Silos between departments at today's companies are often harmful, creating an inability to communicate that weakens overall strategy and performance. Considering the wide variety of tools connecting employees to one another, allowing them to share data at a moment's notice, there is little excuse for running a disjointed office where leaders can't communicate.
The supply chain's role interacts with every other section of the business, providing the materials these departments need to function and thrive. That makes it doubly important for sourcing and procurement officials to have open lines of communication with their fellow decision makers. This applies to both the relationship with overall company management and day-to-day collaboration with other sections.
Winning board members' stamp of approval
Supply Chain Dive recently presented some thoughts on gaining board approval from Neiman Marcus Supply Chain and Operations Senior Vice President Willis Weirich. Getting this kind of top-down support is vital because no matter how much good work the sourcing team has put in internally, directors have the ability to stop a plan before it truly starts.
The key to keeping the board engaged and approving of supply chain decisions may involve toning down jargon and section-specific language. Weirich stated that changes to logistics approaches should be couched in terms the directors prefer. This could mean taking away acronyms that need explanation and being sure to match the strategy's targets to the overarching goals that interest the executives. Meeting leaders on their own terms is a good way to promote the supply chain's value.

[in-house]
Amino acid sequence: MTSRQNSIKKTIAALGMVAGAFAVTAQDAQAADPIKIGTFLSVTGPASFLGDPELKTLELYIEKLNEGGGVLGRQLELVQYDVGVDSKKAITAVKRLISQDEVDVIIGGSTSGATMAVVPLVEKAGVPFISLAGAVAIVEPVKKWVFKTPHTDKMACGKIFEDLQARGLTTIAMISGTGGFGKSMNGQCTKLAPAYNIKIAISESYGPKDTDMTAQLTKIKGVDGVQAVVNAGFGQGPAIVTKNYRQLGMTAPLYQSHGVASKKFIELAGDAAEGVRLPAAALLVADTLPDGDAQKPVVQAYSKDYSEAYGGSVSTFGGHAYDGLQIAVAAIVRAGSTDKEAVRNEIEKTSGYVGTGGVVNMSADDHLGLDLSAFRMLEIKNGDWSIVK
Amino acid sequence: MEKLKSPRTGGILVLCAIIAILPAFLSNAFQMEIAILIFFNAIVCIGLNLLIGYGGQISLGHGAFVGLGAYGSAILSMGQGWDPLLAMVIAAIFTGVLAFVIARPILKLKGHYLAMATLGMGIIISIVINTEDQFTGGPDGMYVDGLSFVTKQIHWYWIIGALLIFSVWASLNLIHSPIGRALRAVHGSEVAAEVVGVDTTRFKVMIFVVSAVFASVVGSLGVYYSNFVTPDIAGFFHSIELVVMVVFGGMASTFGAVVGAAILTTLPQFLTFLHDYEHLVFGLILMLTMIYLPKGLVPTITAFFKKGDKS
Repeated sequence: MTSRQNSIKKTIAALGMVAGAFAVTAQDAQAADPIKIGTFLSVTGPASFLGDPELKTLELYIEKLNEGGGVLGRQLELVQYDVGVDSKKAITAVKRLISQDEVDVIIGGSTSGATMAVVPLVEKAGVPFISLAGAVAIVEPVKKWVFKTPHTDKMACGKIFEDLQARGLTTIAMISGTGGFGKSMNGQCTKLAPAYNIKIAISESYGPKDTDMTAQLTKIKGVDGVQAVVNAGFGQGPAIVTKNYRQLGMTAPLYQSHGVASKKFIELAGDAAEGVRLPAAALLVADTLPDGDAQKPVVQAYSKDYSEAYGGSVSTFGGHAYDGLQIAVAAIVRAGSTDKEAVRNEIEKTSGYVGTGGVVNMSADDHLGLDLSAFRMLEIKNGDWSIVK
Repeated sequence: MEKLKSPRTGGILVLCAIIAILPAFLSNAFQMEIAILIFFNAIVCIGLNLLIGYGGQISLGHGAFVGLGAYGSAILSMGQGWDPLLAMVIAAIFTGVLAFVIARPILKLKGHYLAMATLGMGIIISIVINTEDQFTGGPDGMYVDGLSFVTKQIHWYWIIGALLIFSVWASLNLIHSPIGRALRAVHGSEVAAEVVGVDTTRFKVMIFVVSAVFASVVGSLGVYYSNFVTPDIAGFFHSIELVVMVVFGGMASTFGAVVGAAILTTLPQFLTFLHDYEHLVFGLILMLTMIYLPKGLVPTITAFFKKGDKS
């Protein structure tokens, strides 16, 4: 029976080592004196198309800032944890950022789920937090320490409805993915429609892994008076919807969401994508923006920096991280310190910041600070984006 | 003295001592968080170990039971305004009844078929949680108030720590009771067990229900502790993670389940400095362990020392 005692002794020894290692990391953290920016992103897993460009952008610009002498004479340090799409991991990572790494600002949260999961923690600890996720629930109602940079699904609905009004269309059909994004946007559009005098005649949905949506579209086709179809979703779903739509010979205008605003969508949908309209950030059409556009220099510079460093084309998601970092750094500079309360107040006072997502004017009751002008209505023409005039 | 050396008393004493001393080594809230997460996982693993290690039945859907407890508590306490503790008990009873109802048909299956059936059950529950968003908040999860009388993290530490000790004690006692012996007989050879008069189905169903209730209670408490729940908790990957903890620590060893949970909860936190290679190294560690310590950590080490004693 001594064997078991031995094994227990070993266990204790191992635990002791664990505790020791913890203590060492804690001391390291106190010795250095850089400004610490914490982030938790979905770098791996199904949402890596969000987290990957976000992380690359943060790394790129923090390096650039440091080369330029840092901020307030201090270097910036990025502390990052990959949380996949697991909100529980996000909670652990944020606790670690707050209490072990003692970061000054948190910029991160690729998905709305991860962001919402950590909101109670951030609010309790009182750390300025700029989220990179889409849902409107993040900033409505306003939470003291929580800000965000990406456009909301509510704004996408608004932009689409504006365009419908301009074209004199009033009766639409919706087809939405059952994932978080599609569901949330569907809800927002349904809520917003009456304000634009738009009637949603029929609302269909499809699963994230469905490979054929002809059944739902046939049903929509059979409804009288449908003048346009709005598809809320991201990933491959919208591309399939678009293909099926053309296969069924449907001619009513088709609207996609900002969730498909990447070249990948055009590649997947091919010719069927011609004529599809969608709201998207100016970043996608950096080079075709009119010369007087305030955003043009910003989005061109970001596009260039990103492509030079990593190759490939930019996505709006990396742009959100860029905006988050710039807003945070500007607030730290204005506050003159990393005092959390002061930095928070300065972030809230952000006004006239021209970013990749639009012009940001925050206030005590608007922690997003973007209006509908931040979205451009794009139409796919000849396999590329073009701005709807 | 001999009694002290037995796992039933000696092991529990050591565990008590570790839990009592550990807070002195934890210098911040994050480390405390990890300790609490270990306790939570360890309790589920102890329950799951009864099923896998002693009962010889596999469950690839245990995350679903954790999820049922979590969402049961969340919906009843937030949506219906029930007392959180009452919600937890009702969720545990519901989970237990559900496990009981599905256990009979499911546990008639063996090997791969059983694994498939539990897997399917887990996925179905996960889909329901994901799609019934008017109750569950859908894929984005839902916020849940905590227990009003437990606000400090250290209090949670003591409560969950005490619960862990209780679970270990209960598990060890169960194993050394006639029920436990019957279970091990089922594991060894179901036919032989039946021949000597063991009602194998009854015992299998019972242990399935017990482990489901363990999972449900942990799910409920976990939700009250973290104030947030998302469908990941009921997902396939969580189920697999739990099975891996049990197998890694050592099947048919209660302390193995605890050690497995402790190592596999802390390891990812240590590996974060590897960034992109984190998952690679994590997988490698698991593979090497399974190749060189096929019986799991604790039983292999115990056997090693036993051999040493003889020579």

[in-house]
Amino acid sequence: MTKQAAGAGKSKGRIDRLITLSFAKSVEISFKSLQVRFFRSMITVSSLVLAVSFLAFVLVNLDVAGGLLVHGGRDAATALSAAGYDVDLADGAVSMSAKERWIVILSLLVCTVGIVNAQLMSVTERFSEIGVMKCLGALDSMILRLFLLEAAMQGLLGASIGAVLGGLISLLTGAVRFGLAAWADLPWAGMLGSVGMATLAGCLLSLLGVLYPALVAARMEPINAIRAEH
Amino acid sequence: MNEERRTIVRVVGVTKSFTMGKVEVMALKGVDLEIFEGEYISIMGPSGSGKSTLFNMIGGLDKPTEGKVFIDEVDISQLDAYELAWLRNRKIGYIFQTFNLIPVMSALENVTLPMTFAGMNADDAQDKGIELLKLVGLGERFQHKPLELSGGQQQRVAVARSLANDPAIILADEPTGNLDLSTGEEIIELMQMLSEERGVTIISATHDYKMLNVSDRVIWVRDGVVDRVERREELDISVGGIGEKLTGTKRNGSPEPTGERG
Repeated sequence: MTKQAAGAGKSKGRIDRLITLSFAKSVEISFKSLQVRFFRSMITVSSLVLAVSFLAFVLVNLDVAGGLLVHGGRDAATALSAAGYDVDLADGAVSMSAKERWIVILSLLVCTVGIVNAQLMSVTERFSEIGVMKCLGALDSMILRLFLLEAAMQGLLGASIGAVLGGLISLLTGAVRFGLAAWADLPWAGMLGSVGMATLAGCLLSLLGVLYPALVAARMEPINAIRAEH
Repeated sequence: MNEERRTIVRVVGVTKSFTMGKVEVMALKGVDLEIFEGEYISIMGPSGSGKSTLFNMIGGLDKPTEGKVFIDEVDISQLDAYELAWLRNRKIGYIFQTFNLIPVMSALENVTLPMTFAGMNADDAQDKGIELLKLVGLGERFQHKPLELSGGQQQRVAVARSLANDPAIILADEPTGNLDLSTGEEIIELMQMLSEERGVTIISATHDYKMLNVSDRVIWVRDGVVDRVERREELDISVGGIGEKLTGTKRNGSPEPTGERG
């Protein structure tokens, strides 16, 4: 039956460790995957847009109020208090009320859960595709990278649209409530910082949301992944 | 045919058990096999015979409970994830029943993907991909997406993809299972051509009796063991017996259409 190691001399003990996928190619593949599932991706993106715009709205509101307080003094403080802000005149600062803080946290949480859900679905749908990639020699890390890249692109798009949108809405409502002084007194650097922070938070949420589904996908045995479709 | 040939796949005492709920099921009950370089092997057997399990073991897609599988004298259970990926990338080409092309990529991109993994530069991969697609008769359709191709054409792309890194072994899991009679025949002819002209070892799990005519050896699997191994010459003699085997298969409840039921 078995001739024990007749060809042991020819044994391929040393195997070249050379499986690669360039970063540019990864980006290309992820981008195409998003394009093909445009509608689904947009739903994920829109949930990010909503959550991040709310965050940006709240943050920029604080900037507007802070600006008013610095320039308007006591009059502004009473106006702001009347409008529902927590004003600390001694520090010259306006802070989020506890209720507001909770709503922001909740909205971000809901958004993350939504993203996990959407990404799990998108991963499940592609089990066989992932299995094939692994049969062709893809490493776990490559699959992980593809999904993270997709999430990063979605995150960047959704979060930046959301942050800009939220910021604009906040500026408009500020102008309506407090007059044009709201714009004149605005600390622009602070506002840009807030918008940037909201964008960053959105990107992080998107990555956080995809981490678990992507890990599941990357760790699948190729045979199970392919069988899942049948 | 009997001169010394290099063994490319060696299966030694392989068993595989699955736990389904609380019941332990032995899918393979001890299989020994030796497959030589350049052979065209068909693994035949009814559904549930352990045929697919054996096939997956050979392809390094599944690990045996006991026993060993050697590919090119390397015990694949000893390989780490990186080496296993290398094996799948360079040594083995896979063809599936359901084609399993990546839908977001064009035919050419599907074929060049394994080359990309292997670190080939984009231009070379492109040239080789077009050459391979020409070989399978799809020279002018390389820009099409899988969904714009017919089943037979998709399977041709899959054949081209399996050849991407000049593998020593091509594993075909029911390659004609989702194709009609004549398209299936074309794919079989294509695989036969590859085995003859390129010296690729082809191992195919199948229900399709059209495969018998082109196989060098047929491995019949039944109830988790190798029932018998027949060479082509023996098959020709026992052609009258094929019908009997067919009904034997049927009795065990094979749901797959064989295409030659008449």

Furthermore, presenting information to the board is only half of creating a productive relationship.
According to Supply Chain Dive, Weirich advocates for listening and responsiveness. When a director comes to a supply chain leader with a recommendation or concern, it's best not to dismiss that idea or shut off communication. The supply chain may be a naturally quiet department, one that often works behind the scenes, but it may improve its impact on the business as a whole if its representatives are listening to input and ready to engage in productive discussions.
Executing a complicated business move such as launching a brand-new product will involve hands-on involvement from a host of departments, sourcing and general supply chain management among them. Quality Digest described the team lineup behind the product launch process: Procurement teams will interact with quality-control officials, supplier management will get involved and production planning will have a voice. When all of these teams collaborate rather than working in silos, launches can move more smoothly.
Meeting objectives is easier when each team can add its input early in the process and make contributions easily. Since each element of a product's launch is essential and reliant upon the others, from the quality of the finished item to the marketing push and a steady supply line of raw materials, there is little to gain and much to lose from teams not becoming aware of one another's work until absolutely necessary. Quality Digest explained that collaboration can help companies spot potential roadblocks early on in development and avoid having to make expensive late-game pivots.